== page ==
Microsoft releases Remote Desktop 8.0 for iOS and Mac

Microsoft releases Remote Desktop 8.0 for iOS and Mac

Summary: As announced earlier in October, Microsoft released its Remote Desktop 8.0 for iOS and Mac to the Apple iOS and Mac App Stores.


As mentioned in Mary Jo Foley's report earlier in the month, these new versions of Remote Desktop client are delivered alongside Windows Server 2012 R2.

Once these new Remote Desktop apps, which include an overhauled version of the two-year-old Mac Remote Desktop client, are available, Microsoft will be providing access to virtual desktops on everything from Windows and Windows RT, to iOS, OS X and Android. Users will be able to connect from devices running these operating systems to Windows and Windows Servers to work with applications and files stored there.

The iOS version for iPhone and iPad can be found here in the Apple App Store.


•Access to remote resources through the Remote Desktop Gateway •Rich multi-touch experience with remote desktop protocol (RDP) and RemoteFX supporting Windows gestures

•Secure connection to your data and applications with breakthrough Network Layer Authentication (NLA) technology

•Simple management of all remote connections from the connection center

•High quality video and sound streaming with improved compression and bandwidth usage

•Easy connection to external monitors or projectors for presentations

The Mac version adds printing to Mac-configured printers, and support for multiple monitors or projectors for presentations.

Windows Remote Desktop 8.0 for Mac.

Reviews on the Mac App Store were mostly positive, although some users reported crashes, and issues with its non-Mac-style user interface.

For example, Macboy1975 wrote that the client was good but missing "a few things." He also noted that it takes longer to establish a RDP connection with Remote Desktop 8.0 than with than other clients he uses.

The single biggest problem is that there is no "unity" view where you have a list of servers on one side of the RDP window. This is my favorite feature of CoRD [CoRD: Simple RDP Remote Desktop] because it allows you to have dozens of open RDP connections all managed through a single window with a list of servers on the side. When your RDP connections are open in separate windows, it becomes difficult to manage them and — worse yet — it becomes much more likely that you'll click into the wrong window and do something that you intended to do on another machine. It's a real risk that's far less likely with a CoRD-like approach.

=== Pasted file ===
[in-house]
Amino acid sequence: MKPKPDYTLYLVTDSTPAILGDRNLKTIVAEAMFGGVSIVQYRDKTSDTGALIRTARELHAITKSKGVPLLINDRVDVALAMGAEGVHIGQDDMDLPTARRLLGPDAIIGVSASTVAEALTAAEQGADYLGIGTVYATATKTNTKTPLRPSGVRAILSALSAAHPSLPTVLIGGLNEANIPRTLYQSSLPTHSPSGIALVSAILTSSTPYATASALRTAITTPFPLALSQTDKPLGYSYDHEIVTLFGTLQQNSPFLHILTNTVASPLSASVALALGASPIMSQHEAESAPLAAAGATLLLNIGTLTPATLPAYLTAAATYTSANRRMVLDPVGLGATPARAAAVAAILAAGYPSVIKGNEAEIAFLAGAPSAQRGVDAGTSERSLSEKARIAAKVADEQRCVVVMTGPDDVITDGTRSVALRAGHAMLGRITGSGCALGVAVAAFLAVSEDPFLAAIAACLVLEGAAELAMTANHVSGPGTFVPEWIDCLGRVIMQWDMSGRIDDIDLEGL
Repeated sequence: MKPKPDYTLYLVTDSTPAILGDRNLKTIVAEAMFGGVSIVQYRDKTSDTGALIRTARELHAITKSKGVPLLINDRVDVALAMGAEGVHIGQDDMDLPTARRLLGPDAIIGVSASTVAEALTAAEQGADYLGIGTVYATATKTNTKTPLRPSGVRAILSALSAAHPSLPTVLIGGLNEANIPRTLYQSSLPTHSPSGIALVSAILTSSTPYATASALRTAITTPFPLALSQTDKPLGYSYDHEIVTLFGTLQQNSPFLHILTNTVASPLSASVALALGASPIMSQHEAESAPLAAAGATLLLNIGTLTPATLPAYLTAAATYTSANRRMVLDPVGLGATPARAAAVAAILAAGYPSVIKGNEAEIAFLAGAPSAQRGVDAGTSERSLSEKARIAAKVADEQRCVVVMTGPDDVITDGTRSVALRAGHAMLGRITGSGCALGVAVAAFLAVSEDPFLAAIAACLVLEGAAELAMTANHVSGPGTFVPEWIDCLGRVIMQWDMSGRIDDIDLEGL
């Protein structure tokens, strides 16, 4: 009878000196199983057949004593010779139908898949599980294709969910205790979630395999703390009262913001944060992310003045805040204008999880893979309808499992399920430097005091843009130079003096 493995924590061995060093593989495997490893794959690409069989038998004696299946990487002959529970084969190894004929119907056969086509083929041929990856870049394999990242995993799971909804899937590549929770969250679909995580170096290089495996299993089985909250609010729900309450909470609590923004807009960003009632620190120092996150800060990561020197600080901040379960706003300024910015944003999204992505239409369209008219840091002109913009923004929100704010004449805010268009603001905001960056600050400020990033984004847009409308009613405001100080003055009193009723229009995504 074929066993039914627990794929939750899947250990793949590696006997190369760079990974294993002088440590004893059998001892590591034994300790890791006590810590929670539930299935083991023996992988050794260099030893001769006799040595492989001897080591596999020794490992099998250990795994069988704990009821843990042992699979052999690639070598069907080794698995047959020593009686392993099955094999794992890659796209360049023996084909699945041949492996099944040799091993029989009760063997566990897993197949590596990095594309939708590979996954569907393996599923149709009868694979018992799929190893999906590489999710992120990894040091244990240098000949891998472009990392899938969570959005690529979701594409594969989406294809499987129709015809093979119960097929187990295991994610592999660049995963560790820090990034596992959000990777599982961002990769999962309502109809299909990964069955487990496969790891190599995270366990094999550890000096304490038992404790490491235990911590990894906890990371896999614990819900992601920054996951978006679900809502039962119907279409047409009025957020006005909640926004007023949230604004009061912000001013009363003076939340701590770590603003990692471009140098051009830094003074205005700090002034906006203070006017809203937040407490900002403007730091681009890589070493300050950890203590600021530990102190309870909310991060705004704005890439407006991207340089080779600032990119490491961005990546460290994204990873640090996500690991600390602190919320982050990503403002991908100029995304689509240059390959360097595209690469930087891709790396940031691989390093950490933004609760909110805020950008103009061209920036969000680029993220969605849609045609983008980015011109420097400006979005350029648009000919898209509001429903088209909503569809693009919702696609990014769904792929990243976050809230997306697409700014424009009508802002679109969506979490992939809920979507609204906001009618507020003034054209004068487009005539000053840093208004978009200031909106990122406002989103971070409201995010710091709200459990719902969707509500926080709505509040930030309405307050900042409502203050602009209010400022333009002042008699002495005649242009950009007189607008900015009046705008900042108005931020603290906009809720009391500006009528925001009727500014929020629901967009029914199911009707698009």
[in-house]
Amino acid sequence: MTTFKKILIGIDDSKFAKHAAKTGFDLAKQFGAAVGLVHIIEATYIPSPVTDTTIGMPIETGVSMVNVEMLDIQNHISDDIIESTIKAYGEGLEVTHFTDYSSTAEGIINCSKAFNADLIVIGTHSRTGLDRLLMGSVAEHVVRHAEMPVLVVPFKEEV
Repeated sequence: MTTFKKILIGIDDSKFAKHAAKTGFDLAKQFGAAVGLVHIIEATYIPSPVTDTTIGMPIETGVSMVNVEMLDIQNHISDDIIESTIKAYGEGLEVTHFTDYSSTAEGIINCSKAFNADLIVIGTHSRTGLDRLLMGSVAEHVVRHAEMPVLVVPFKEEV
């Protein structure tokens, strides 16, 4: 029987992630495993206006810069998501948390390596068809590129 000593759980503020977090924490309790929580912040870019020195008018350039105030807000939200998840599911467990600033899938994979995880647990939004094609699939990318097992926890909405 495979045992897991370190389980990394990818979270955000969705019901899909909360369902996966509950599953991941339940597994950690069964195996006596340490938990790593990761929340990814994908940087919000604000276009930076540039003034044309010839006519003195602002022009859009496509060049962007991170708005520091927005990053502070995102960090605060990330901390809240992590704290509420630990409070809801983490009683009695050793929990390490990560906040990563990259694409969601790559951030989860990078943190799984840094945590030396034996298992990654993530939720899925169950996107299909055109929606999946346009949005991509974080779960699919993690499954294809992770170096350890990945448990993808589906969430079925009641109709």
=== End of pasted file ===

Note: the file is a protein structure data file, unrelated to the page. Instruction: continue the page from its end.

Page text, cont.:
Topics: Windows 8, Apple, iOS, Laptops, Operating Systems, Virtualization

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  • Why is there a need for Microsoft to do this?

    There are already lots of excellent RDP clients long before this. Microsoft should concentrate on writing a great Windows OS, and make it easier for people to RDP. It should realize for every RDP client user, there is a copy of a Windows license sold somewhere.

    Microsoft should make it easier to RDP, for those who do not know how to configure networks or port mapping. Something akin to Logmein would be good. Also, Microsoft should consider RDP for non-Pro licenses.
    • How easier can it get?

      You can enable RDP in FIVE clicks on Windows 7/8.

      Actually, on Windows 8.1, it can take even less clicks:

      1. If you type "remote" on the start screen, on the right click "Allow remote access to this computer" on the right and the screen to enable RDP appears.
      2. CLICK the "Allow remote connections to this computer" radio button and then CLICK OK.
      Three clicks!

      Also, you asked "Why is there a need for Microsoft to do this?" Well, the answer is right there in your post: "To make it easier for people to RDP!" RDP is a Microsoft protocol so when someone thinks about RDP or Remote Desktop, they're automatically thinking about Microsoft Windows. Isn't making a good RDP client the sensible thing for Microsoft to do in order to make it easier for people to RDP instead of a person having to hunt around for a good RDP client, read reviews and try out different products?

      Again I ask, "How much easier can it get?"
  • I like it!

    Well, I just decided to download the app so I could RDP to my Windows server. I like the clean, simple interface and the long-overdue Gateway feature.

    Compared with 2X, which I was using before but crashes more than a few times per hour, it connected extremely quickly. Let's hope it doesn't keep crashing as well.

    At least Microsoft understands that in order for their ecosystem to have a future, they need to develop software and products that work well on other platforms and help bridge those other platforms with theirs.